The building that looks like a rocket which is ready to take off is Liverpool's Metropolitan Cathedral. Located on a hill, similar to Liverpool Cathedral, it is also visible from most parts of the city. Built from 1962 to 1967, the cathedral serves as the mother church for Liverpool's Catholic population. There's a large Catholic community due to Irish immigration in the last two centuries. Almost 2/3 of Liverpudlians are said to have an Irish background.
Well, back to the Cathedral. As the building looks like a rocket from the outside, I was curious what would await me inside. It's a large circular room with coloured windows that scarcely light the church. There's space for 2300 worshipers who sit on chairs in the middle of the room, surrounding the altar. Everything looks rather cold and functional, an impression that is underlined by the giant dimensions of the cathedral. I didn't really like the church - but others from our group were quite impressed.
Open from 8am to 6pm.
While the above mentioned cathedral truly is impressive, the view from its tower is even better! Get a ticket for the tower in the souvenir shop inside Liverpool Cathedral, walk across the room, take the lifts, walk up 108 steps and be prepared for the most marvellous views on Liverpool. The spacious tower top allows views in all directions - towards the city centre, towards the Mersey and in the distance the sea, towards the Welsh mountains and much more. It's really stunning to see giant Albert Dock in the distance, looking like a toy model of the original, or to watch the roofs of typical English houses or to follow the moves of tiny little dots in the streets that are actually cars...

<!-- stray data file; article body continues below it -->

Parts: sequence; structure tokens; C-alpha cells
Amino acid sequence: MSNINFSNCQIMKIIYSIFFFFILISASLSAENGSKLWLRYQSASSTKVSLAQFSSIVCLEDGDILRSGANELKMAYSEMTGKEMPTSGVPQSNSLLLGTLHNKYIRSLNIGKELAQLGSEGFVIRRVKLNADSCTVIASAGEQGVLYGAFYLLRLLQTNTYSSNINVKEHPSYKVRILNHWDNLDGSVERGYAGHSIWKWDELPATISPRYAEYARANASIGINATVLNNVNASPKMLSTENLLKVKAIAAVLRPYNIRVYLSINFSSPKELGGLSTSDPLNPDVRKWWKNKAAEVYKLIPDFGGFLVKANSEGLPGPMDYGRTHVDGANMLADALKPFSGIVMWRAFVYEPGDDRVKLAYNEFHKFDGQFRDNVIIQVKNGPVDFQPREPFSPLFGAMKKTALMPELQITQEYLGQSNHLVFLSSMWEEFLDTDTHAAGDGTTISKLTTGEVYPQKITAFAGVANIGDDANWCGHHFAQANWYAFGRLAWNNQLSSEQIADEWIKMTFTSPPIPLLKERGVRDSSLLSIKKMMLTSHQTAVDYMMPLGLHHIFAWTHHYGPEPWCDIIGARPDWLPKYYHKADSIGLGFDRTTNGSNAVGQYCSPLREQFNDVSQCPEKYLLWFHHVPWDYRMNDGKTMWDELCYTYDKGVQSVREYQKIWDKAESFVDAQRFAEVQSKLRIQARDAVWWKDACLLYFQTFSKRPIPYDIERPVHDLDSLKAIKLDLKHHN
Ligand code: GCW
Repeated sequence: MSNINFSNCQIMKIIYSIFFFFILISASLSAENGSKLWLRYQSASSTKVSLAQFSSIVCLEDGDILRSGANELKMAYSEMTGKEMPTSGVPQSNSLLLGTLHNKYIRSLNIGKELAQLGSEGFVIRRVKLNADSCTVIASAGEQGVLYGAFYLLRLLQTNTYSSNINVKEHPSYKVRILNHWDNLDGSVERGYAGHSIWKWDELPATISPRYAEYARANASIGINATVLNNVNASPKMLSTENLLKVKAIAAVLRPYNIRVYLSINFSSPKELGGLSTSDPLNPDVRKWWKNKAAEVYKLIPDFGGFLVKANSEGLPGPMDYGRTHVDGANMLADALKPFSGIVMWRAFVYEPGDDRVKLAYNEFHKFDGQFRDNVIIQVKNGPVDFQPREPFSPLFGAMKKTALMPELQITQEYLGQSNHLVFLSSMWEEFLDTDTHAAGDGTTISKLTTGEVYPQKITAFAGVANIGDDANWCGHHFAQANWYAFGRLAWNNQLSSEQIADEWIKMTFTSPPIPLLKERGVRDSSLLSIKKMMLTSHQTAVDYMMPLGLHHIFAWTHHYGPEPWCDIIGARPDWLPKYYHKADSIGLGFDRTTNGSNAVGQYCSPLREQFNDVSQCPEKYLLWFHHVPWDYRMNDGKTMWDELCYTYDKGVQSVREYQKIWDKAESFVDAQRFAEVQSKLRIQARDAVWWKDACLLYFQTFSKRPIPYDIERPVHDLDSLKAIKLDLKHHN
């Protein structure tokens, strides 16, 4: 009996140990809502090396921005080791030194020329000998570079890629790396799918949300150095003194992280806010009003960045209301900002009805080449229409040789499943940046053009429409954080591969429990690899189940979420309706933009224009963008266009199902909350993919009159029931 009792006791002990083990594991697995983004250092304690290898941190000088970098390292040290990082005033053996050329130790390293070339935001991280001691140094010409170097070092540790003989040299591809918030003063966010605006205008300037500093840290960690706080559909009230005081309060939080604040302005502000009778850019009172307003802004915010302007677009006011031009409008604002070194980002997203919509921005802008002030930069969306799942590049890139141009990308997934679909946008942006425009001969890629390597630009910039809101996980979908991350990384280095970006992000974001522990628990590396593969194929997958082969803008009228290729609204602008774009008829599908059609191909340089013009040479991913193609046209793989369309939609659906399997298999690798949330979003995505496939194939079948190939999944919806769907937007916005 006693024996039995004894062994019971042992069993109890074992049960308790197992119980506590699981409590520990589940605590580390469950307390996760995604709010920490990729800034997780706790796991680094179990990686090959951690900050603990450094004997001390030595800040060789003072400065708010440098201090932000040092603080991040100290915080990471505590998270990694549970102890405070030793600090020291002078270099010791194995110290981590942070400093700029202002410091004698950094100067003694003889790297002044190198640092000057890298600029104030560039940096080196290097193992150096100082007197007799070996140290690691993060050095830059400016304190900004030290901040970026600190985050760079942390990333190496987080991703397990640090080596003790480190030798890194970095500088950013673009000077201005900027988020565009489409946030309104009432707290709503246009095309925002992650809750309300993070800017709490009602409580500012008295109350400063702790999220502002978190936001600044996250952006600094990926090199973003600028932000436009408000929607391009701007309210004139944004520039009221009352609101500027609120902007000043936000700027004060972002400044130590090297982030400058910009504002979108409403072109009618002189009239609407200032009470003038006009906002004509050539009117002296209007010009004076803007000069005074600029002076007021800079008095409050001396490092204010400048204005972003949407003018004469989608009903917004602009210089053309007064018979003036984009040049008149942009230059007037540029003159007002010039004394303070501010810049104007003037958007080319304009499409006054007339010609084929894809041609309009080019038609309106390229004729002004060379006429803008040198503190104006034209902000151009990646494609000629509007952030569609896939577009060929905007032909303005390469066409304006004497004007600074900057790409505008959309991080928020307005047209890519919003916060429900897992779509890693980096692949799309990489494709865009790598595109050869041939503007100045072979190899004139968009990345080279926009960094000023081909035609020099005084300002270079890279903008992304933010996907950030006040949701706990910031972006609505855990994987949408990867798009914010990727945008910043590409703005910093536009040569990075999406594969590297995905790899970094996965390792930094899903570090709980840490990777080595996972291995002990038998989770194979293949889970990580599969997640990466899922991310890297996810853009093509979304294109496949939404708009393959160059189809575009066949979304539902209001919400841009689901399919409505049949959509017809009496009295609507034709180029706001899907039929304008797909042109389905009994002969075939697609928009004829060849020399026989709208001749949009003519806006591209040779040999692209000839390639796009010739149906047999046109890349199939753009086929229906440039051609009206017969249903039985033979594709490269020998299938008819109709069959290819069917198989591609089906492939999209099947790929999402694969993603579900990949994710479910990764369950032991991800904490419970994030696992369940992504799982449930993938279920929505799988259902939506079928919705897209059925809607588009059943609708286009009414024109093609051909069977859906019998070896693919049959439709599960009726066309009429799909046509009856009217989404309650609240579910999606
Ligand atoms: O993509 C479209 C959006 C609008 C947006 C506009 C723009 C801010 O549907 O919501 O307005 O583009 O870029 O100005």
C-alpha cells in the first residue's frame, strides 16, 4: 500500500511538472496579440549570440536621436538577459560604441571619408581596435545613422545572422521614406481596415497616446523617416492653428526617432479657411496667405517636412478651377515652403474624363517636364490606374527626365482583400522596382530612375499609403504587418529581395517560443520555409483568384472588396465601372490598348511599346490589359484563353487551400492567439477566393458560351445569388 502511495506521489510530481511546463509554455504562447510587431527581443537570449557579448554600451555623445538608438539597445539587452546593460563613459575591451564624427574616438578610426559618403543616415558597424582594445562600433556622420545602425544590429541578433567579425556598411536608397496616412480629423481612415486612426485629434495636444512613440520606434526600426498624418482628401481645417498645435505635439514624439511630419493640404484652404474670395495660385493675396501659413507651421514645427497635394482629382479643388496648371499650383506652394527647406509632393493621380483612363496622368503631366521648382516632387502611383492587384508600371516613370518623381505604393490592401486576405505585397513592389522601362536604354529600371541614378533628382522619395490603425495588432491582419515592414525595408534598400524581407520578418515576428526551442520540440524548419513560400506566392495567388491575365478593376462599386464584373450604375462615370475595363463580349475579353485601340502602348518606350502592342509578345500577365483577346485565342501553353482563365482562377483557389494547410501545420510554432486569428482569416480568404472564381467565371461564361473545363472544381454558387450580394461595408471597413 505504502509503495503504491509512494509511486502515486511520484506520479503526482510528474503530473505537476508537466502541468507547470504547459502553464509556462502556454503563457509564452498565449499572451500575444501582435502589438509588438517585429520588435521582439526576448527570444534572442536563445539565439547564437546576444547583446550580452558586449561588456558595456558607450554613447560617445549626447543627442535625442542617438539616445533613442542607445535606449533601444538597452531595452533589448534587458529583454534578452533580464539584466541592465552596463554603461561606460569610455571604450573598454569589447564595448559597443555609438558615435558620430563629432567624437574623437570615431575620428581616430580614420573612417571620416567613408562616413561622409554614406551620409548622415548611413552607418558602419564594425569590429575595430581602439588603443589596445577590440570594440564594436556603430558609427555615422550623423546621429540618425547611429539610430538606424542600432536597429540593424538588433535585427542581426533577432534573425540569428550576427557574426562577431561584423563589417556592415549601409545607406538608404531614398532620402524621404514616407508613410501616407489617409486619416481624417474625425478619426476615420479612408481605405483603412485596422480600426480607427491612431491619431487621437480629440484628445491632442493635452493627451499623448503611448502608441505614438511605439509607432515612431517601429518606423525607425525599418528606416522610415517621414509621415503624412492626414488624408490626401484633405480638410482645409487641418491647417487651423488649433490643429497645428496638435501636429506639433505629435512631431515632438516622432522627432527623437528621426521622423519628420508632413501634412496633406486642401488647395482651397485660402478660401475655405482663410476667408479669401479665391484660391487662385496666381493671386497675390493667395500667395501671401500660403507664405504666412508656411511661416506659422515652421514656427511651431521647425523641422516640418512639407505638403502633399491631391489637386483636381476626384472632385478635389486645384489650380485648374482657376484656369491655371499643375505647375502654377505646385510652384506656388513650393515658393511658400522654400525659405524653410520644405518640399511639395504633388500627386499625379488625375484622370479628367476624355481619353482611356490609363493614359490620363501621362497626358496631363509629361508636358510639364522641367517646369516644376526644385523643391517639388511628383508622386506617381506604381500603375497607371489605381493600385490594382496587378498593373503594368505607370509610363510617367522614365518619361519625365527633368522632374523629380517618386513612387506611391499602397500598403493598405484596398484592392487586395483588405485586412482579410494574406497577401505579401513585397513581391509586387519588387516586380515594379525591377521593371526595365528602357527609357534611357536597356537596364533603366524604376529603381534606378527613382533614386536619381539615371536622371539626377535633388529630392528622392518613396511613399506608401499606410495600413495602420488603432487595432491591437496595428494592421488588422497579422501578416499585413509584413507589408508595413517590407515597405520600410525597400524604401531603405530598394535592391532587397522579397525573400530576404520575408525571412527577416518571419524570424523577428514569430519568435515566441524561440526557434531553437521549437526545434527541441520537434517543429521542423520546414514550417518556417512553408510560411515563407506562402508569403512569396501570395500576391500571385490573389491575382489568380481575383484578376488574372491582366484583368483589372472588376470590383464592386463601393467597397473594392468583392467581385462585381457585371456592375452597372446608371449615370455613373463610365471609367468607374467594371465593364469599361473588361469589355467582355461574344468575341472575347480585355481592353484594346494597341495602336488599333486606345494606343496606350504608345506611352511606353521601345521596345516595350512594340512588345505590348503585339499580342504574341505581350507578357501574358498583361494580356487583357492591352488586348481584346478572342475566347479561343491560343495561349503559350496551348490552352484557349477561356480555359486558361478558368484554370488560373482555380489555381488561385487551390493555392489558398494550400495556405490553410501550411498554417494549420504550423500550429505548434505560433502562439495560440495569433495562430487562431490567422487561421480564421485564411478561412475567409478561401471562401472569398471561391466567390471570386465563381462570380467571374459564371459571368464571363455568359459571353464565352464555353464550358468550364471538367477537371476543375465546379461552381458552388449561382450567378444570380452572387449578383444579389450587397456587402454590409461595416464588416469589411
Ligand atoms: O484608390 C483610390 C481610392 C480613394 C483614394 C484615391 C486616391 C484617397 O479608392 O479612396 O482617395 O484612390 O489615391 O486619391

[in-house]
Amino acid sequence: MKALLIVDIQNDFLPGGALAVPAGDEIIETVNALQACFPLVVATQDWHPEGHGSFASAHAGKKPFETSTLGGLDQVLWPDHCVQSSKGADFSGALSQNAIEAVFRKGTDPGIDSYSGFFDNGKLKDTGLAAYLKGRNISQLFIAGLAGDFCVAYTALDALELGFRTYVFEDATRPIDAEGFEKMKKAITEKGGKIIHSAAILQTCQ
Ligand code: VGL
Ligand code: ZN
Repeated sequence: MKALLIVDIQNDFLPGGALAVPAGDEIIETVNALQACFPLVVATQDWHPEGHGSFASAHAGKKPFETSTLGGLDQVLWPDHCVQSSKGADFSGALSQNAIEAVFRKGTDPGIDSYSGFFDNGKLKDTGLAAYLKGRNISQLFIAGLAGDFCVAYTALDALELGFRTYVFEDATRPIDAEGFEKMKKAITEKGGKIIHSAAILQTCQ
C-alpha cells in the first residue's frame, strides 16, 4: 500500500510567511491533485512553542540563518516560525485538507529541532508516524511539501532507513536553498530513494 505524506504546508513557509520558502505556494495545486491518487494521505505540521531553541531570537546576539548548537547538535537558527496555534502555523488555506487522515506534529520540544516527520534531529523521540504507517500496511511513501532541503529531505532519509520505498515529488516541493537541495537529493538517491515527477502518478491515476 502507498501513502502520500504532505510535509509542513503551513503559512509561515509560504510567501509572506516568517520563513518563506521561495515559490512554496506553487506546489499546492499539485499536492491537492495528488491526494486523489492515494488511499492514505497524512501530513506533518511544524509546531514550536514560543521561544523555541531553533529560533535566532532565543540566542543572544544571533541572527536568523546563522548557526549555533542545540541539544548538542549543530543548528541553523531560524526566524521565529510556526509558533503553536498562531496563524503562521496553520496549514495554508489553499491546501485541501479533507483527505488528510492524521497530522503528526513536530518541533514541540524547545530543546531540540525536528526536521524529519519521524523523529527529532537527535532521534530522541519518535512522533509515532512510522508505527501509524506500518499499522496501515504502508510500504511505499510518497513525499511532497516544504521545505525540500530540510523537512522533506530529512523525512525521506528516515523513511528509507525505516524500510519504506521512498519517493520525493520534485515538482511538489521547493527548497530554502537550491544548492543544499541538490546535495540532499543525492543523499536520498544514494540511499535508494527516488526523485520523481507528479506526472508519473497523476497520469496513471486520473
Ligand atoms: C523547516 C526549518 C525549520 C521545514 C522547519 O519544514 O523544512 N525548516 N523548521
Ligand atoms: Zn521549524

One warning should not be forgotten here: It is terribly windy up there! Keep a firm grip on your cameras, hats or scarfs!
PS: More photos available in my travelogue!
First, take a look at the picture of Liverpool Cathedral next to the tip. Second, guess how old it is. Third, shake your head astonished when you find out that Queen Elizabeth II opened it only in 1978!
Well, this makes Liverpool Cathedral only one year older than me!
The massive building that looks more like a castle than a cathedral from the outside is the largest cathedral of England, despite its young age. Inside, your view immediately wanders towards the dome ceiling that is incredibly high above you. You could probably fly a small plane inside the church, but I guess they wouldn't allow it... Looking around, you recognize that it is a sort of neo-gothic building with quite many small details. If you are interested in learning more, check out the Liverpool Cathedral official website.
The cathedral staff is very helpful and nice as well and they will try to answer all of your questions. There's also a cafe and a souvenir shop inside the cathedral.
Liverpool Anglican Cathedral is a must see when in Liverpool, on my most recent visit, I learned that it is only just over 100 years old. It looks like it's been there forever. So impressive, both inside and out. The massive main hall and other rooms are so well built and are a photographers dream. They have regular services here and the timetable is on the website (see below). Admission is free but a recommeded donation of £3 is most welcome. Plenty of toilets inside and they also have a restaurant and shop.
This one is a Roman Catholic cathederal - from the outside it doesn't have an ordinary catholic shape, however, inside it's beatiful, all the multicoloured glass let pass through the sun light and all inside is painted in so nice colourse, believe me, it's a nice expirience. Take a look to my second photograph.
Admission is free
The Cathedral is one of the most impressive buildings I visited in England. It is the largest Anglican Cathedral and inside it's quite stunning, you will realized that the arch are big enough, and for instance you may think that there is a big empty inside for the big proportions it has.
I strongly recomend you visit the tower, it will give you a stunning view of the city at the top of this amazing buidling, prices are around 2.5 pounds.